It looks like the choice Americans will have next November will be between Donald Trump and Joe Biden. Do they want to give Trump another four years, or do they want to replace him with Biden.
One of the most important things to consider in choosing a president is how they will handle a crisis. Since we are already in the middle of a crisis (the Coronavirus pandemic), it is instructive to see what each of the candidates have said on the subject.
Greg Sargent gives us a look at that in his Washington Post column.
I’ve compiled a timeline that compares public statements by Biden and Trump throughout the early days of this crisis, when extraordinary levels of failure by Trump and his administration squandered crucial lost timewhose consequences are only beginning to be felt.
What’s notable is that this contrast — Trump defying science and experts on one side, and Biden calling for a response shaped around science and expertise on the other — has been omnipresent throughout:
Trump, Jan. 22: The president tells CNBC that “we have it totally under control” and “it’s going to be just fine.”
Top Biden adviser, Jan. 22: Ron Klain, a Biden adviser who managed the 2014 Ebola response, co-writes a piece excoriating Trump for “brashly” dismissing Coronavirus as “under control,” while calling for “expertise” to “guide critical decisions” and noting “reasons for great concern.”
Trump, Jan. 24: Trump praises and gives thanks to China for its efforts to contain the coronavirus, and adds: “It will all work out well.”
Biden, Jan. 27: Biden publishes an op-ed in USA Today hitting Trump for “shortsighted policies" that "have left us unprepared for a dangerous epidemic,” and warning that the coronavirus “will get worse before it gets better.”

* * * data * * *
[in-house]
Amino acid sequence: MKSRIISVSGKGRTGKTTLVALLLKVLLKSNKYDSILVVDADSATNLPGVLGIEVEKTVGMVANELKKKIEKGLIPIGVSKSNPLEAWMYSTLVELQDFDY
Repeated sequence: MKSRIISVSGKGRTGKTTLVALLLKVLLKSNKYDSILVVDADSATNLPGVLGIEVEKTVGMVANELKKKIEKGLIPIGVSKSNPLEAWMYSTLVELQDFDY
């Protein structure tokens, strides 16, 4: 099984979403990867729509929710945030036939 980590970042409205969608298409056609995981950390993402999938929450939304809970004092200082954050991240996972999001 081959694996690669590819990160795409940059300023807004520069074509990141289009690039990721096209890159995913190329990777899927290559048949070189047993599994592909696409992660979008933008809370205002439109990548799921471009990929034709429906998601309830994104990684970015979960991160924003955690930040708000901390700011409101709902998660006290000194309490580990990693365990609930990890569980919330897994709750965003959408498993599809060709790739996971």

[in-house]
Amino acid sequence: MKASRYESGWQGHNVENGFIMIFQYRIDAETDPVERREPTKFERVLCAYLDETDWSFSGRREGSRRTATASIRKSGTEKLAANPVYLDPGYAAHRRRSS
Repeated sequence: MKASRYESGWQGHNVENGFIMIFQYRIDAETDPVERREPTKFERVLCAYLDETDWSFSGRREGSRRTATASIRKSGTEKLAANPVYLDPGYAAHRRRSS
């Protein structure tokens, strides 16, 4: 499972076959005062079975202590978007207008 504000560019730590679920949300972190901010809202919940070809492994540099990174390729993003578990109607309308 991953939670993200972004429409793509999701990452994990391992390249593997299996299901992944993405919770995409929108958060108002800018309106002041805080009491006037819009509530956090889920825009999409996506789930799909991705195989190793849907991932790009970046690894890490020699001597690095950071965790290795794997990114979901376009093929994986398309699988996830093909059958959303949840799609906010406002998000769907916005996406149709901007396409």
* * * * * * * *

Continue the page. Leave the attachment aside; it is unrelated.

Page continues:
Trump, Jan. 30: Trump says at a rally in Michigan: “We think we have it very well under control.”
Biden, Jan. 31: Biden tells reporters in Iowa that “science” must “lead the way,” adding: “We have, right now, a crisis with the coronavirus.”
Biden, Feb. 1: Biden tweets: “We are in the midst of a crisis with the coronavirus. We need to lead the way with science.”
Trump, Feb. 2: Trump goes on Sean Hannity’s show and claims: “We pretty much shut it down, coming in from China.” Trump extols our “tremendous relationship” with China, and adds: “We did shut it down, yes.”
Trump, Feb. 10: Trump claims that “a lot of people” think the coronavirus “goes away in April with the heat,” adding that we only have “11 cases,” and that “we’re in great shape.”
Biden, Feb. 11: Biden goes on “Morning Joe” and excoriates Trump for claiming the coronavirus will disappear in the warm weather, crossing himself while doing so, and adding: “You couldn’t make it up.”
Trump, Feb. 26: Trump claims the media is conspiring with Democrats to hype the coronavirus to rattle the markets. Trump also says the coronavirus is “going very substantially down, not up.”
Trump, Feb. 27: Trump hails his administration’s handling of the coronavirus, and while he does reveal a hint of uncertainty, he says: “It’s going to disappear. One day — it’s like a miracle — it will disappear.”
Trump, Feb. 28: Trump shouts at a rally in South Carolina that Democrats’ criticism of his response (which proved entirely accurate) is “their new hoax.”
Biden, Feb. 28: Biden goes on CNN and says Trump has yet to “gain control” of the coronavirus, while calling on Trump to stop downplaying it and urging him instead to “let the experts take this over” and “let the experts speak.”
Trump, March 9: Trump dismissively compares the coronavirus with flu, claiming flu kills tens of thousands annually and that “life & the economy go on.”
Trump, March 10: Trump again hails the “great job” he’s doing on the coronavirus, and declares: “It will go away. Just stay calm. It will go away.”
Biden, March 12: Biden gives a speech stressing the importance of presidential truth-telling amid crises, noting that Trump’s ongoing falsifications risk leaving Americans without reliable guidance, compounding “public fears.”
Trump, March 13: Asked about the administration’s epic failure to ramp up testing, Trump : “I don’t take responsibility at all.”
Biden, March 15: Biden responds to that Trump quote by reiterating his call for widespread free testing, and by declaring: “It is the job of the president to take responsibility — and his response is unacceptable.”
Trump, March 17: After all that, Trump preposterously proclaims: “I felt it was a pandemic long before it was called a pandemic.”